On Friday, the Centre for Covid-19 Situation Administration had revealed that B.1617.2, the strain of the Covid-19 virus that emerged in India, was found among 15 infected workers at the camp, which has become a cluster after 1,060 of 1,667 workers living there tested positive for Covid-19 on Wednesday.
Later that day, the Department of Medical Science found 36 more infections with the strain seen in India in 80 positive samples they had collected from the site, while the rest are B.1.1.7, the strain that first emerged in the UK.
“The 15 patients that we found infected with the virus strain found in India earlier on Friday included seven males and eight females, with average age of 46 years. Of these, 12 people were workers at Lak Si camp, while the other three were their family members,” DDC director-general Dr Opas Karnkawinpong said.
“They have been treated at hospitals with minor symptoms.”
Opas also cited information from Public Health England that the variant of Covid-19 that emerged in India spread in the same pattern as the strain in the UK, but there was no evidence of more severe symptoms or higher death rate.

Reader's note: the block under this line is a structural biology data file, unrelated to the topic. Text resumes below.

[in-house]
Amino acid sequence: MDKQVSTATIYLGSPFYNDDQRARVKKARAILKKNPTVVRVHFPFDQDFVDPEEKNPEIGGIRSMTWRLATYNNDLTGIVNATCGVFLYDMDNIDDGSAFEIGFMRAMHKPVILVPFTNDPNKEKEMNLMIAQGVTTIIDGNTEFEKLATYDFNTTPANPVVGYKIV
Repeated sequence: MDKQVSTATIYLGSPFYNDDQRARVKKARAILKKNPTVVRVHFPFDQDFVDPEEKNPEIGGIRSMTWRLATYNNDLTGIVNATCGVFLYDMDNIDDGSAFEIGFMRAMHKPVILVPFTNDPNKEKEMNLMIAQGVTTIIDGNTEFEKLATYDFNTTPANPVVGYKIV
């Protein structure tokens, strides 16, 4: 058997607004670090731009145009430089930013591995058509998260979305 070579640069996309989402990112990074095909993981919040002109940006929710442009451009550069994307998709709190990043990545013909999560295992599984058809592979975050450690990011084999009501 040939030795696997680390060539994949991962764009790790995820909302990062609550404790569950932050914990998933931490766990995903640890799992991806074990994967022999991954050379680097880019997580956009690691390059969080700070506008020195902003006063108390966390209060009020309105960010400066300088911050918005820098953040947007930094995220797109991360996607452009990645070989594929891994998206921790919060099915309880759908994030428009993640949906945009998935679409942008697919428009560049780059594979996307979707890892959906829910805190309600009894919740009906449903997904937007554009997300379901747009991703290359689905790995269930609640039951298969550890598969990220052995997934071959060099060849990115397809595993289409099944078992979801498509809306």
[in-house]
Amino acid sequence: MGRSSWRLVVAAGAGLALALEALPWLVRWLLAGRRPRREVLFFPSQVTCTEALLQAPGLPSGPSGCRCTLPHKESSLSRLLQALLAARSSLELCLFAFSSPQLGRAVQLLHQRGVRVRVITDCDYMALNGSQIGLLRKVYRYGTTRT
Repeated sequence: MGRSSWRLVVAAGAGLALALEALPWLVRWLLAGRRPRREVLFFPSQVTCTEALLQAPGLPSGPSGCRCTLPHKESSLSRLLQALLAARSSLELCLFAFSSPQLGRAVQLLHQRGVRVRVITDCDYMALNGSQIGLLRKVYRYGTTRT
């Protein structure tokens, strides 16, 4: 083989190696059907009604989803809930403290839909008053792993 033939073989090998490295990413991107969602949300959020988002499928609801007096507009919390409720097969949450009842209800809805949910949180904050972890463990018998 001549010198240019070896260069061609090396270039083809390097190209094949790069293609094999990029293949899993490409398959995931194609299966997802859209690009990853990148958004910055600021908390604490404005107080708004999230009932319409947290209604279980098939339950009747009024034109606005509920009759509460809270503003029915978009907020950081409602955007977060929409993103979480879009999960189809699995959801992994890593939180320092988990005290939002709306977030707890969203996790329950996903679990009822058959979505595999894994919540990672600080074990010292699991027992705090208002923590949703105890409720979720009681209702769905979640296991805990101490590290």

“The Indian strain of the virus responds to the AstraZeneca vaccine, which is the one that Thailand aims to use as the main vaccine,” he added.
The Ministry of Foreign Affairs on May 10 had temporarily revoked the COE [certificate of entry] for foreigners from Pakistan, Bangladesh and Nepal to curb the spread of the strain in India, after the first patient with the variant seen in Thailand was a Thai woman aged 42 years who had travelled back from Pakistan along with her three sons. The woman was also 25 weeks pregnant.
Published : May 22, 2021
By : THE NATION